In August 2018, SsangYong Berjaya Motor Philippines—the Korean brand’s official local distributor—brought in the refreshed Tivoli. The changes were meant to provide the subcompact crossover with a sportier look and a more premium interior vibe.
Good news, then, as the model’s styling was one of my issues with its pre-refresh version—a subjective issue, but an issue nonetheless. So, does this update improve the Tivoli’s overall package? We drive a test unit for a week to find out.
The pre-refresh Tivoli was a quirky-looking crossover, and SsangYong’s update does little to mess with the car’s funky, somewhat polarizing design.
I have to say that this particular variant does live up to its ‘Premium Sport’ billing, though: It does look slightly sportier now. There’s a more unified look to the lower fascia and bumper compared to the previous version, thanks to nice black plastic bits and some chrome trim. Also, the Tivoli now runs on sportier-looking 10-spoke wheels with a dark finish.
Everything else—like the car’s swept-back headlights and the minimalist grille—remains the same.
It’s impressive what a fresh new trim and some changes in color can do to a vehicle’s interior vibe. The Tivoli now comes with brown leather seats and trim. The material’s texture and feel are much nicer than they look in these photos, too.
It’s a nice change of scenery compared to the previous iteration’s dominantly dark color scheme. Also worth pointing out is that the shift knob in the Premium Sport variant comes with a more modern look versus the unit I had in my previous review.
Other bits worth pointing out: The piano-black and gray trims remain the same, but the steering wheel feels more premium now thanks to a different application of materials and a lighter color.
This variant might look and slightly sportier, but as far as engine grunt goes, it definitely doesn’t feel more energetic while you’re driving it. That’s not really an issue, as it still feels punchier than its 1.6-liter engine’s 126hp and 160Nm might suggest.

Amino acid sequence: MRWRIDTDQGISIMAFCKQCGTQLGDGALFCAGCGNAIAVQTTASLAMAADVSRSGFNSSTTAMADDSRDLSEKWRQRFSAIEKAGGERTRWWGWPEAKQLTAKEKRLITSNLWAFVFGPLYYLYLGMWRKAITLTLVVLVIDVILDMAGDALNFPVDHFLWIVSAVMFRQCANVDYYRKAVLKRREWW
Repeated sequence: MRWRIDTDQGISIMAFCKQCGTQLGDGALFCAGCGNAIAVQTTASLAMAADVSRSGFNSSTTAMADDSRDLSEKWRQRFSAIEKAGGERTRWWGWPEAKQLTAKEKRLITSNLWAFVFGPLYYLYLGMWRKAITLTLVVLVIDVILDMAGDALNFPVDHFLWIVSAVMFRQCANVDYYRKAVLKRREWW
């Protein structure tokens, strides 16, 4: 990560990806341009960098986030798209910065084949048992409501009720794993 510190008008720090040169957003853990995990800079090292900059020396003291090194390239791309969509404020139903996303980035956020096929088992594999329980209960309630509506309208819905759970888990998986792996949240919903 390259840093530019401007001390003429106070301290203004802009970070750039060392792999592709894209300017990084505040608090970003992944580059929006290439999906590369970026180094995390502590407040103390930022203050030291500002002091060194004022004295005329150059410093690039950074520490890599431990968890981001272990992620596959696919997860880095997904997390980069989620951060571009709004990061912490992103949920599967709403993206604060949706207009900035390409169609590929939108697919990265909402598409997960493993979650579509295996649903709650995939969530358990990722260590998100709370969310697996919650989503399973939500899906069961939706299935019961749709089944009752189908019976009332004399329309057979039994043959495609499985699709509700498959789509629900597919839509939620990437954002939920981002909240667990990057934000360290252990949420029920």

At low speeds, I still experienced
Fuel economy hovered around 6km/L in city driving conditions.
This small crossover still handles as nimbly as I remember it. Its steering is light and responsive, and its turning radius feels relatively smaller than the actual spec-sheet figure. Visibility is still good thanks to the large windows, and the MacPherson/torsion-beam suspension combo still handles the daily grind of Metro Manila driving just fine.
The previous version’s seven-inch touchscreen infotainment system remains, as does its mediocre six-speaker sound setup. Dual climate control is nice, as are the front seat’s convenient power adjustment.
One major plus is the Tivoli’s rear cargo space. It’s deeper than I expected and can fit at least a handful of sizeable overnight bags.
The Tivoli Premium Sport offers the same driving dynamics and practicality as the pre-refresh version, in a more refined and relatively sportier-looking package. The interior, in particular, sees some major improvements in trim material, and now conveys a much homier vibe compared to its predecessor’s dark and stealthy feel. As far as subcompact crossovers go, this one’s cabin is pretty nice.
Engine: 1.6-liter gasoline I4
Power: 126hp @ 6,000rpm
Torque: 160Nm @ 4,600rpm
Transmission: 6-speed automatic
Drive layout: FWD